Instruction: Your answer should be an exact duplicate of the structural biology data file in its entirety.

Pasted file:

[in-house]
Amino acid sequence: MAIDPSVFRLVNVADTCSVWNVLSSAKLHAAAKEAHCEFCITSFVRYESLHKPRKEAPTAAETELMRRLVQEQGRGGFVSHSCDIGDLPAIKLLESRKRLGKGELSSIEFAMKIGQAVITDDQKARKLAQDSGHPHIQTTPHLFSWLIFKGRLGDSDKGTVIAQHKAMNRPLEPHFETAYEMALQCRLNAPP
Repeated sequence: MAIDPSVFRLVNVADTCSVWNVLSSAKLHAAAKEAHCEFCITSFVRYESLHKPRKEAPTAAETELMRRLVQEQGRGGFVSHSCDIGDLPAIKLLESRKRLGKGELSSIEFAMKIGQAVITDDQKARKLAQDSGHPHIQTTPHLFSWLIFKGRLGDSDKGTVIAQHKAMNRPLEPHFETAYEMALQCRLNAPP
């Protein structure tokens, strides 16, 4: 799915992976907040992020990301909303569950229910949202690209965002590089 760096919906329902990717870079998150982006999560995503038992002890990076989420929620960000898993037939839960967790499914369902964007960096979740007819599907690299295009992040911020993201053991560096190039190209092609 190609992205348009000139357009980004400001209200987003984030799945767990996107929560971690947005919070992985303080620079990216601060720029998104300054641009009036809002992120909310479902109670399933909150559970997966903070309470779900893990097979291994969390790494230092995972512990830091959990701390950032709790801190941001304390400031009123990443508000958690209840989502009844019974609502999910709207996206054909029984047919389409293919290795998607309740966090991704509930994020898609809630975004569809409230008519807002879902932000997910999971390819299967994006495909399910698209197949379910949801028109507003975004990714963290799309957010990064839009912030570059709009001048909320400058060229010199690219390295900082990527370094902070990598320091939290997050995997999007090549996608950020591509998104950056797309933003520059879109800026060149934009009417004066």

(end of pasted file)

[in-house]
Amino acid sequence: MAIDPSVFRLVNVADTCSVWNVLSSAKLHAAAKEAHCEFCITSFVRYESLHKPRKEAPTAAETELMRRLVQEQGRGGFVSHSCDIGDLPAIKLLESRKRLGKGELSSIEFAMKIGQAVITDDQKARKLAQDSGHPHIQTTPHLFSWLIFKGRLGDSDKGTVIAQHKAMNRPLEPHFETAYEMALQCRLNAPP
Repeated sequence: MAIDPSVFRLVNVADTCSVWNVLSSAKLHAAAKEAHCEFCITSFVRYESLHKPRKEAPTAAETELMRRLVQEQGRGGFVSHSCDIGDLPAIKLLESRKRLGKGELSSIEFAMKIGQAVITDDQKARKLAQDSGHPHIQTTPHLFSWLIFKGRLGDSDKGTVIAQHKAMNRPLEPHFETAYEMALQCRLNAPP
């Protein structure tokens, strides 16, 4: 799915992976907040992020990301909303569950229910949202690209965002590089 760096919906329902990717870079998150982006999560995503038992002890990076989420929620960000898993037939839960967790499914369902964007960096979740007819599907690299295009992040911020993201053991560096190039190209092609 190609992205348009000139357009980004400001209200987003984030799945767990996107929560971690947005919070992985303080620079990216601060720029998104300054641009009036809002992120909310479902109670399933909150559970997966903070309470779900893990097979291994969390790494230092995972512990830091959990701390950032709790801190941001304390400031009123990443508000958690209840989502009844019974609502999910709207996206054909029984047919389409293919290795998607309740966090991704509930994020898609809630975004569809409230008519807002879902932000997910999971390819299967994006495909399910698209197949379910949801028109507003975004990714963290799309957010990064839009912030570059709009001048909320400058060229010199690219390295900082990527370094902070990598320091939290997050995997999007090549996608950020591509998104950056797309933003520059879109800026060149934009009417004066």